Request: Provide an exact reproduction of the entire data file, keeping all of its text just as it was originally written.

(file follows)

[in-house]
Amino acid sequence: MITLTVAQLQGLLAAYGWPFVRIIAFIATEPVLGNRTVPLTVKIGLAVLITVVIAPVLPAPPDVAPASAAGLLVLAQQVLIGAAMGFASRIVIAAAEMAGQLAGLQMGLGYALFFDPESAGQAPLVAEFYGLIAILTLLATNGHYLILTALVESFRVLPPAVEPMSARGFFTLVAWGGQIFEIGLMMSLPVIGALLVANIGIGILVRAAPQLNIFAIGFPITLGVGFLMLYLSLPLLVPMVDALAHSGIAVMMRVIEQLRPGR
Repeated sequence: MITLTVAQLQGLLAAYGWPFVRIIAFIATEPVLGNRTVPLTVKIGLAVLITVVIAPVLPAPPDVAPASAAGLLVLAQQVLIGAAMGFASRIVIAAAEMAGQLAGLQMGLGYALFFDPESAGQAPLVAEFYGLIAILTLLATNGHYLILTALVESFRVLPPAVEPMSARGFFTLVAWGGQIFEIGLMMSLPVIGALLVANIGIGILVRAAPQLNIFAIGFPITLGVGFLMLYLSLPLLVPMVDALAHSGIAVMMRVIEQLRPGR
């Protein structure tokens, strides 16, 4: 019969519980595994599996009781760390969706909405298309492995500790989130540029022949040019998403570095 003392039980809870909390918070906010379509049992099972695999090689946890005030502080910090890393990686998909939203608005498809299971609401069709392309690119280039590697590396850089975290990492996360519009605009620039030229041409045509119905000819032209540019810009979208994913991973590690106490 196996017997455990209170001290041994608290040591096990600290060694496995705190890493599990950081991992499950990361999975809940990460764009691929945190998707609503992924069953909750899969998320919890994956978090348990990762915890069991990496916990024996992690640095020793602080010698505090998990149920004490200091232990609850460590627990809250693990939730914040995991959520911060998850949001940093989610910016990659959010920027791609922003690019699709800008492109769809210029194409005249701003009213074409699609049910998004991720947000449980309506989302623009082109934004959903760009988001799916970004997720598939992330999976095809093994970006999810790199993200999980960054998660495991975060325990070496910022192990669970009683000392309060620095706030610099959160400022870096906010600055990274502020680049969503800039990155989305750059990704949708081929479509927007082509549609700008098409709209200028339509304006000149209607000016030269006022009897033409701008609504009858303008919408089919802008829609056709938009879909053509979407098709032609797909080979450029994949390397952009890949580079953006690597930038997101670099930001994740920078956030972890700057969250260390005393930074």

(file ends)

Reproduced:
[in-house]
Amino acid sequence: MITLTVAQLQGLLAAYGWPFVRIIAFIATEPVLGNRTVPLTVKIGLAVLITVVIAPVLPAPPDVAPASAAGLLVLAQQVLIGAAMGFASRIVIAAAEMAGQLAGLQMGLGYALFFDPESAGQAPLVAEFYGLIAILTLLATNGHYLILTALVESFRVLPPAVEPMSARGFFTLVAWGGQIFEIGLMMSLPVIGALLVANIGIGILVRAAPQLNIFAIGFPITLGVGFLMLYLSLPLLVPMVDALAHSGIAVMMRVIEQLRPGR
Repeated sequence: MITLTVAQLQGLLAAYGWPFVRIIAFIATEPVLGNRTVPLTVKIGLAVLITVVIAPVLPAPPDVAPASAAGLLVLAQQVLIGAAMGFASRIVIAAAEMAGQLAGLQMGLGYALFFDPESAGQAPLVAEFYGLIAILTLLATNGHYLILTALVESFRVLPPAVEPMSARGFFTLVAWGGQIFEIGLMMSLPVIGALLVANIGIGILVRAAPQLNIFAIGFPITLGVGFLMLYLSLPLLVPMVDALAHSGIAVMMRVIEQLRPGR
């Protein structure tokens, strides 16, 4: 019969519980595994599996009781760390969706909405298309492995500790989130540029022949040019998403570095 003392039980809870909390918070906010379509049992099972695999090689946890005030502080910090890393990686998909939203608005498809299971609401069709392309690119280039590697590396850089975290990492996360519009605009620039030229041409045509119905000819032209540019810009979208994913991973590690106490 196996017997455990209170001290041994608290040591096990600290060694496995705190890493599990950081991992499950990361999975809940990460764009691929945190998707609503992924069953909750899969998320919890994956978090348990990762915890069991990496916990024996992690640095020793602080010698505090998990149920004490200091232990609850460590627990809250693990939730914040995991959520911060998850949001940093989610910016990659959010920027791609922003690019699709800008492109769809210029194409005249701003009213074409699609049910998004991720947000449980309506989302623009082109934004959903760009988001799916970004997720598939992330999976095809093994970006999810790199993200999980960054998660495991975060325990070496910022192990669970009683000392309060620095706030610099959160400022870096906010600055990274502020680049969503800039990155989305750059990704949708081929479509927007082509549609700008098409709209200028339509304006000149209607000016030269006022009897033409701008609504009858303008919408089919802008829609056709938009879909053509979407098709032609797909080979450029994949390397952009890949580079953006690597930038997101670099930001994740920078956030972890700057969250260390005393930074």